What is a 'Calamity Call'

A calamity call is a protective call feature found in a collateralized mortgage obligation (CMO). If the cash flow generated by the underlying collateral is not enough to support the scheduled principal and interest payments, either because of loan defaults or prepayment, then the issuer will retire a portion of the CMO. It is designed primarily to reduce the issuer's reinvestment risk. 

A clean-up call is another name for a calamity call.

BREAKING DOWN 'Calamity Call'

collateralized mortgage obligation (CMO), is a security which is backed by a pool of mortgages, also sometimes known as Real Estate Mortgage Investment Conduits (REMICs). Investors utilize CMOs to gain access to mortgage cash flows without originating, or purchasing, the mortgages themselves. CMOs garner cash flow as the borrowers repay their mortgages, and this repayment serves as collateral. The collateralized mortgage obligation (CMO) provides income for the investors from the principal and interest. A calamity call provision provides built-in protection for the CMO investors and guarantees their income flow is uninterrupted. The calamity, or clean-up, call reduces the risk of default while also protecting the issuer from reinvestment risk.

A calamity call is one type of protection used in CMOs. Other types of protection include over-collateralization and pool insurance. In addition to protecting against reinvestment risk, calamity calls can be used to protect against default losses. They may be used in CMOs structured from second lien mortgages, where limited protection is available against default losses. For conventional fixed-rate mortgages, over-collateralization may provide sufficient protection to the underlying pool of mortgages.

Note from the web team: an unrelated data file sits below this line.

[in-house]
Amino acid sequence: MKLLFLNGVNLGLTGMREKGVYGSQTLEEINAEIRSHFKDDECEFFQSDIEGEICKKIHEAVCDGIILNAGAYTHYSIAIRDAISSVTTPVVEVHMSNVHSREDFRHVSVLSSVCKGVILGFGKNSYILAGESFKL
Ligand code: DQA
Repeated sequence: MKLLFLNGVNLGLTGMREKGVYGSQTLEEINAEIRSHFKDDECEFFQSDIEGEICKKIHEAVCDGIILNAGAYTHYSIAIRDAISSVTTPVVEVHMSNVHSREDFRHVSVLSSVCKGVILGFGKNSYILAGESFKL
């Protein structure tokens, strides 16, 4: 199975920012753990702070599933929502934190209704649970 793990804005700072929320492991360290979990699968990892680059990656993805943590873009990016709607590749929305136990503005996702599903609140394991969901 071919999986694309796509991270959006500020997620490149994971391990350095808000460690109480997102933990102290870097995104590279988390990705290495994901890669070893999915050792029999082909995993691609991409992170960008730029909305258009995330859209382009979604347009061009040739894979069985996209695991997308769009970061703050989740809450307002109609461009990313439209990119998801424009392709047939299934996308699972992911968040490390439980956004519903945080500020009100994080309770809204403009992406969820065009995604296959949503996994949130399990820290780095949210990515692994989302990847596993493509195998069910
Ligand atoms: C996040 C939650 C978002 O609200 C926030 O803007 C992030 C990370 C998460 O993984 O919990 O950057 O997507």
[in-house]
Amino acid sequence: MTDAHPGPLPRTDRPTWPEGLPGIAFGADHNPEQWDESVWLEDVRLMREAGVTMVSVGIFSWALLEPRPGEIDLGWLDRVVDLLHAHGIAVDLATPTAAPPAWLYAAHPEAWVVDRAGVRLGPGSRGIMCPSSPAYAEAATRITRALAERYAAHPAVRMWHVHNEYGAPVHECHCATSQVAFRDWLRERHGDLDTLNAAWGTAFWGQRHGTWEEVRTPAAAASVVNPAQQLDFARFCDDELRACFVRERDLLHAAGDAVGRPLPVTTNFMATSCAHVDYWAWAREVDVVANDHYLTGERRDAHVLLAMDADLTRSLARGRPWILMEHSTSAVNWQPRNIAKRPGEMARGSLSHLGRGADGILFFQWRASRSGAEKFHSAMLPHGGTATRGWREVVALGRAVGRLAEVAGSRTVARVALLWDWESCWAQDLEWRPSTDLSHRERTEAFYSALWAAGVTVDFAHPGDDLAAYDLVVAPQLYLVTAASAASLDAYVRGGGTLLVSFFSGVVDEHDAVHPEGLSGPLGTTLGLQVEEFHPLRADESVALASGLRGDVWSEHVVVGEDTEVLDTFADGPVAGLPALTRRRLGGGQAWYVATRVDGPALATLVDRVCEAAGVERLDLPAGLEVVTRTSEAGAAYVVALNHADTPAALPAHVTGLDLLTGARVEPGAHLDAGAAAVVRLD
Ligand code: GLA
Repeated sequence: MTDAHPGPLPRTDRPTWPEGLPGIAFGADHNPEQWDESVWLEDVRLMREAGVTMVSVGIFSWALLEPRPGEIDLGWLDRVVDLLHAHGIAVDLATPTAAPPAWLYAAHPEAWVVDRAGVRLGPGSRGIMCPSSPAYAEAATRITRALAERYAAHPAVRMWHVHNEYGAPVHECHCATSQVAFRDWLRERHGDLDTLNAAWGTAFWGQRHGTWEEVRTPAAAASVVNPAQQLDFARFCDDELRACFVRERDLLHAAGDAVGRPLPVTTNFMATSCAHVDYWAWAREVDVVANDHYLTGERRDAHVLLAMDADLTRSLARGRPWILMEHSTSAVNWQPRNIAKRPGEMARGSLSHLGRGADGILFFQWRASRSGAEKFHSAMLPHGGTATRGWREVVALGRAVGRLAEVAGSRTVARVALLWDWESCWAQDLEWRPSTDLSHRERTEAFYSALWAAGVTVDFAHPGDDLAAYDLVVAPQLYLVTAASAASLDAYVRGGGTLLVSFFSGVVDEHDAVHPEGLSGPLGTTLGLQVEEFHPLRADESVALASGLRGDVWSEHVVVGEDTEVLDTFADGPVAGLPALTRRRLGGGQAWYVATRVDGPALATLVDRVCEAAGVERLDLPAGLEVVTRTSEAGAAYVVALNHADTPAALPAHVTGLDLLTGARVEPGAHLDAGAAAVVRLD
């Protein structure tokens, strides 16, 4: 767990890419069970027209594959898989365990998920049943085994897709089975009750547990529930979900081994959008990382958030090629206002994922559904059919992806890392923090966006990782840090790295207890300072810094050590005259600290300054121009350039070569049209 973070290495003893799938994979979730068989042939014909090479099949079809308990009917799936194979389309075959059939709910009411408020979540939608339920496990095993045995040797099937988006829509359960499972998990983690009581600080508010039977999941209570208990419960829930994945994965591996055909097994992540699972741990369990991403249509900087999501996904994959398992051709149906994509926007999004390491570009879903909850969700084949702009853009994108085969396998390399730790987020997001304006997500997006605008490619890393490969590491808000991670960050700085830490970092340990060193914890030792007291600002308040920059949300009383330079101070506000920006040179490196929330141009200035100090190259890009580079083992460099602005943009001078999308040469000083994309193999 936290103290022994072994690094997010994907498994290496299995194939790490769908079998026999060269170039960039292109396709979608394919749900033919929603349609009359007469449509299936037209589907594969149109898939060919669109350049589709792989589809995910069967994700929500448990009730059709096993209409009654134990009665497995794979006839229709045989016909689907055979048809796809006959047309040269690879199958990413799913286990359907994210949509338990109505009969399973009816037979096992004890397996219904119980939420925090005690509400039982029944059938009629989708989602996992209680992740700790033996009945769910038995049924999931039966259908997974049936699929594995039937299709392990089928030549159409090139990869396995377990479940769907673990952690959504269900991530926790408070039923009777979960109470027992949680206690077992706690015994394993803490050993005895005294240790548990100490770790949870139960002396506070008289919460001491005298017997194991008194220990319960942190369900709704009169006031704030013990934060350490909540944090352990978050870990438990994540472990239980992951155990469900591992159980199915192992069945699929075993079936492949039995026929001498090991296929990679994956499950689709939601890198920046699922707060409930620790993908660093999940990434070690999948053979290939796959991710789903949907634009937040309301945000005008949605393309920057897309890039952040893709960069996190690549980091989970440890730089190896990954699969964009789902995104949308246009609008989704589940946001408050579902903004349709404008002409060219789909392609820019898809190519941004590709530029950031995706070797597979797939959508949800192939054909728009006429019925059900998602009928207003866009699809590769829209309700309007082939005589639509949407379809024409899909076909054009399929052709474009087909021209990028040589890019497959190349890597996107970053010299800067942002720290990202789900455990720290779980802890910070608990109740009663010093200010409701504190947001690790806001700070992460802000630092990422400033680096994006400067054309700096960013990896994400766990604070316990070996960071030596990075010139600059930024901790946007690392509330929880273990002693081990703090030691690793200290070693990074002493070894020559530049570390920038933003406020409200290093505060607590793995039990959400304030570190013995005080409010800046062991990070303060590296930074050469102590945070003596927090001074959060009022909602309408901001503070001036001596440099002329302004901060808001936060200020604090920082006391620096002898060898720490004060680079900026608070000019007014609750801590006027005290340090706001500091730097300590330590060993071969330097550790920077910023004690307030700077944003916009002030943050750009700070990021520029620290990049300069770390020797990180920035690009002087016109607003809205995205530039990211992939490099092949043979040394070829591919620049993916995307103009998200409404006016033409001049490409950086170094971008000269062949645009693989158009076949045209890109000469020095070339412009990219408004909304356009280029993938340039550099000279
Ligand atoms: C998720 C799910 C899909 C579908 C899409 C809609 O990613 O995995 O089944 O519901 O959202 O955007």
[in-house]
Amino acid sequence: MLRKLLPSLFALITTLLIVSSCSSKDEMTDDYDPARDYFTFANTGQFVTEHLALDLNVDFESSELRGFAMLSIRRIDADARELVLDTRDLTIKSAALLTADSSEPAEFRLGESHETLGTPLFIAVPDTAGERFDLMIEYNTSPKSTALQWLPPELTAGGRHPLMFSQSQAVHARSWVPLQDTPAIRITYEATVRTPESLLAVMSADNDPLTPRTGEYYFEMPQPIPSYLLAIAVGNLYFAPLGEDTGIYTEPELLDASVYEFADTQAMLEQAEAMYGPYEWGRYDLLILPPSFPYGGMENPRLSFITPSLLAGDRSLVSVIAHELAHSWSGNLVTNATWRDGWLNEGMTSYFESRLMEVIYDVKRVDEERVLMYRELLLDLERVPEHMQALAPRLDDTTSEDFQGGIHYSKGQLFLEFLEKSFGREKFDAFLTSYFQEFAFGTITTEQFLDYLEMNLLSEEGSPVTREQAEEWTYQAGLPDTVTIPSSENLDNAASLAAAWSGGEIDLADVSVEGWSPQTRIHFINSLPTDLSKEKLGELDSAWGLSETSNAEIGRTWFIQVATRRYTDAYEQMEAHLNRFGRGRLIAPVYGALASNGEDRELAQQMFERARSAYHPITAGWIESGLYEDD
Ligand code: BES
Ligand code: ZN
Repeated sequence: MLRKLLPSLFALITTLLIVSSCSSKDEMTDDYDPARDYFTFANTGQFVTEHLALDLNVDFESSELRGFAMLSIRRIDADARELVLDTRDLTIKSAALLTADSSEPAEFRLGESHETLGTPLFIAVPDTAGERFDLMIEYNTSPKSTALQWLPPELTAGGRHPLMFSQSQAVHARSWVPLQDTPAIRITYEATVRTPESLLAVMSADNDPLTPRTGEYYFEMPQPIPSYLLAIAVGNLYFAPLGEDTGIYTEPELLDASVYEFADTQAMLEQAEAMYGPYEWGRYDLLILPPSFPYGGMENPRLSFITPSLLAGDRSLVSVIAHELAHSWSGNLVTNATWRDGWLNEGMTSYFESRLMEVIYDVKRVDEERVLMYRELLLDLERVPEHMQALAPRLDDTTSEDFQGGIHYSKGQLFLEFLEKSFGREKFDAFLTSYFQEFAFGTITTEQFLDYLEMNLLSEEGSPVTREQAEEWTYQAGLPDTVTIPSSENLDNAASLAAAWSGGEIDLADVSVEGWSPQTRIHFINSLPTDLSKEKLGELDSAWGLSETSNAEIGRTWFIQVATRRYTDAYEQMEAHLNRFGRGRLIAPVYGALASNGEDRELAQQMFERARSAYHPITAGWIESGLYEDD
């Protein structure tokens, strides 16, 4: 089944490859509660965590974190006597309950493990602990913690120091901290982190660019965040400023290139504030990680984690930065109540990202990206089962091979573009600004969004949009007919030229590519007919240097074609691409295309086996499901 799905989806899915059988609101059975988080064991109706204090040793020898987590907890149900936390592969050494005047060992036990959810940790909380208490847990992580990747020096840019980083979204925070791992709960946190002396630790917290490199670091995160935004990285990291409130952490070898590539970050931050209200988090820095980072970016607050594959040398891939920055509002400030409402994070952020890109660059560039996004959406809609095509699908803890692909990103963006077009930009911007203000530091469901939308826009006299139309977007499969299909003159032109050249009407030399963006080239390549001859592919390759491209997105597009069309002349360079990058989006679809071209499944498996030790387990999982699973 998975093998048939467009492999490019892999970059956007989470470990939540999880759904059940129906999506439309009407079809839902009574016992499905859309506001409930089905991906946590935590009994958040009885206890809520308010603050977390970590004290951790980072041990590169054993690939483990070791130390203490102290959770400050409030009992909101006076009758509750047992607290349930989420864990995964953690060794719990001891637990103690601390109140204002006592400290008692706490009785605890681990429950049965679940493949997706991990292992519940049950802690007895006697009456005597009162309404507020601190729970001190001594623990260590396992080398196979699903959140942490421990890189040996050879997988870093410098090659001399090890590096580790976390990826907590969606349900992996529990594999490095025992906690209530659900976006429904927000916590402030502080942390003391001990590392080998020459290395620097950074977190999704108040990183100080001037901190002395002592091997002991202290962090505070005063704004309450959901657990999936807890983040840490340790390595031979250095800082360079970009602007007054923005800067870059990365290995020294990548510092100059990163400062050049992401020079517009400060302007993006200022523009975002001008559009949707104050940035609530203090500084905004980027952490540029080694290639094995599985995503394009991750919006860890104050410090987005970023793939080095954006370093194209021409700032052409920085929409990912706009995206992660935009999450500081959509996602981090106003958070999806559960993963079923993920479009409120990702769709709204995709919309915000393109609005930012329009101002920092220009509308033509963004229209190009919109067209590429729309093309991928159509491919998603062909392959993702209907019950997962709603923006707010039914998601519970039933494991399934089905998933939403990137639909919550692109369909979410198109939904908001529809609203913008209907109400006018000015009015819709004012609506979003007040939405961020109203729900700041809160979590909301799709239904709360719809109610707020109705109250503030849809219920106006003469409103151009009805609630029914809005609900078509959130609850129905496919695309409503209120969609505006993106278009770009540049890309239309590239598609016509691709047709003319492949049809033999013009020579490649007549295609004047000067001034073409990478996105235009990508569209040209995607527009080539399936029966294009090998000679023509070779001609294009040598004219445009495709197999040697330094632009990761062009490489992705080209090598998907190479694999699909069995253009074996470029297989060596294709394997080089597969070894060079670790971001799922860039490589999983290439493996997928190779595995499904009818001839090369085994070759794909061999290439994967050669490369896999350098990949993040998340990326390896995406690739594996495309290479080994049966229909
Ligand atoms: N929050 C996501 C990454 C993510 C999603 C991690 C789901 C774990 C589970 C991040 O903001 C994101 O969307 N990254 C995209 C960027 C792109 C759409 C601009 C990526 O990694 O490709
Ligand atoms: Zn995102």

In some circumstances, a calamity call references a type of extraordinary redemption provision, usually found in municipal bonds. As an example, a calamity call can offset lost revenue from a municipal bond, issued to secure the construction of a community building, which later has significant damage limiting its ability to generate revenue. This kind of calamity call is also known as a catastrophe call.

Example of a Calamity Call

Company A issues a $10 million CMO that generates $500,000 each month from underlying mortgage interest and principal payments. When a significant number of the mortgage holders either default on their loans or prepay due to selling their homes before their mortgage being paid off, the CMO no longer produces enough income to pay its investors. Company A could then be required to retire part of the CMO to pay the investors.

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